Medical faculty addresses gender inequities in academic community at symposium

Wednesday, June 7, 2017 - 1:33pm

Close to 200 attendees filled the Kahn Auditorium of the Biomedical Science Research Building Wednesday morning for a symposium titled “Strategies to Empower Women to Achieve Academic Success,” which examined gender gaps and inequities in the medical academic world, as well as strategies to overcome them.

Beginning with two keynote speakers and followed by a panel discussion and focus groups, the symposium aimed to identify problems and inequities in the University of Michigan Medical School as well as the field in general and develop workable strategies to tackle them, according to Eva Feldman, director of the Taubman Medical Research Institute.

“We want to have clear deliverables from today,” Feldman said. “I hope as a first step, this is the first conversation of many, but the content of this conversation is not going to end when we leave this room at 11 o’clock, but rather it’s going to be carried forward in a very systematic way.”

Keynote speaker Dr. Reshma Jagsi, director of the Center for Bioethics and Social Sciences in Medicine, presented research on the gender gaps in academic medicine — which include those in senior academic positions — compensation, funding and publishing of research.

Highlighting the importance of research, Jagsi said published work is crucial to science and academia.

“In 2013 to 2014… only 1 in 5 full professors were women, 15 percent department chairs and 16 percent of medical school deans,” she said. “Only 12.7 percent of senior authors of original research in the New England Journal of Medicine, Journal of the American Medical Association and Annals of Internal Medicine combined in 2004 were women.”

  Focusing on the underlying causes and corresponding interventions, Jagsi also spoke of many factors, including differences between men and women in labor relations, conscious and unconscious biases and the disproportionate impacts that child rearing has on women’s careers.

“These differences accumulate over time and concrete, targeted interventions are required,” Jagsi said.

She added mentorship and the institution of double-blind peer reviewing as examples of possible methods for intervention.

The event's other keynote speaker, Janet Bickel — a leadership development expert and adjunct assistant professor of Medical Education at George Washington University School — focused on the perception challenges women face and the conversations and strategies they could use to overcome them, noting the difficulty associated with having conversations about gender discrimination.

“It’s really challenging to focus on gender, because there’s so many tripwires,” Bickel said. “It’s difficult to talk about something so sensitive and so personal and yet so systemic … Even though we’re far into the next century, we’re still needing to find a language to talk about these  questions.”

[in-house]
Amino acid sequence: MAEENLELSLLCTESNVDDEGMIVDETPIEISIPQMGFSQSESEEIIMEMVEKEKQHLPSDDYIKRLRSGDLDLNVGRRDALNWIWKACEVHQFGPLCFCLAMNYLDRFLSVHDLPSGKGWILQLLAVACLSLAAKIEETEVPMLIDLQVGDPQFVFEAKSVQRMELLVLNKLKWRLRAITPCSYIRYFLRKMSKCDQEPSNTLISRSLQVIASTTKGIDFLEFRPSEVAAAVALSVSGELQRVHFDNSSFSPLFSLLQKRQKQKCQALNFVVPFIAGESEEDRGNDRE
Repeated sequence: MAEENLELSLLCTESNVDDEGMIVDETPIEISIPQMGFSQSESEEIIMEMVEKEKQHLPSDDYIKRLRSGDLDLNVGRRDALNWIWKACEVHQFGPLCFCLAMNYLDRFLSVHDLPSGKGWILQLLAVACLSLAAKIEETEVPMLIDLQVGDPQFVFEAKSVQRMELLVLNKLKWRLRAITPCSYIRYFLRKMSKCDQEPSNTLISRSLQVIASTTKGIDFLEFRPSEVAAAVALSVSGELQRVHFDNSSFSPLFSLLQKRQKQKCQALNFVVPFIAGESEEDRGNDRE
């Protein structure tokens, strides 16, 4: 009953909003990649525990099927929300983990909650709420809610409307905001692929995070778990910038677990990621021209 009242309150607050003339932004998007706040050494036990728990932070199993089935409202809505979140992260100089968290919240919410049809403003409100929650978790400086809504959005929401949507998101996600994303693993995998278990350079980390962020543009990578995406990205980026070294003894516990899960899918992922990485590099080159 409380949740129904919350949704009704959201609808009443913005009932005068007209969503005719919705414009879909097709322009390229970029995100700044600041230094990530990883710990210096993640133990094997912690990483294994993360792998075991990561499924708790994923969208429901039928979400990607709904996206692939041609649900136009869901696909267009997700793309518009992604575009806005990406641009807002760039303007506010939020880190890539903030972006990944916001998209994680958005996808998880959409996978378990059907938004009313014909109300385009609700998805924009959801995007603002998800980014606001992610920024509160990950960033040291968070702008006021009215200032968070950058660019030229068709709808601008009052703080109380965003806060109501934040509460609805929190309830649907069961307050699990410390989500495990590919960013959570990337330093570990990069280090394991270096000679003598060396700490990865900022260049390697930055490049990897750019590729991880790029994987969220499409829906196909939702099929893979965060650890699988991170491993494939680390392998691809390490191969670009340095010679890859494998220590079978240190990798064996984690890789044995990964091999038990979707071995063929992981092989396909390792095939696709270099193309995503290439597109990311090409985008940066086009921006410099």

Bickel discussed the ways women can be perceived differently for the same behaviors in the workplace, and the communication, listening and conflict management strategies they can utilize to change these effects.

Emma Dwyer, a program coordinator in the office of faculty development, said she saw the symposium as a positive and important event but felt discouraged by some of its message.

“It personally frustrates me when women are told to be nicer in order to succeed, and while I do think it’s not bad advice, because women do get judged on their demeanor more heavily than men, it’s frustrating,” Dwyer said. “It’s not addressing the systemic inequalities in the workplace and instead we’re asking women to put a Band-Aid on the bigger issues.”

Another major focus of the symposium was the question of work and family integration, a burden more heavily carried by women in the academic world.

During the panel Q&A, Cristen Willer, an associate professor in internal medicine, remarked on difficulties of travel, networking and other practices required for advancement and promotion while simultaneously raising a family.

“I have five kids and it’s really hard for me to travel,” Willer said. “How do I juggle being competitive with men who have stay-at-home wives in terms of getting grant funding and writing papers and still make my kid’s preschool graduation? How do we develop a world for our daughters that allows them to compete and be strong scientists while still allowing them to do what they want to do in terms of raising a family and being the kind of mother they want to be?”

Several on the panel congratulated Willer on her achievements while raising a family and discussed many of the difficulties that they had experienced doing the same but left discussion of design and policy solutions for the focus groups. Willer had to leave before the groups assembled to attend her child’s preschool graduation, which was that day.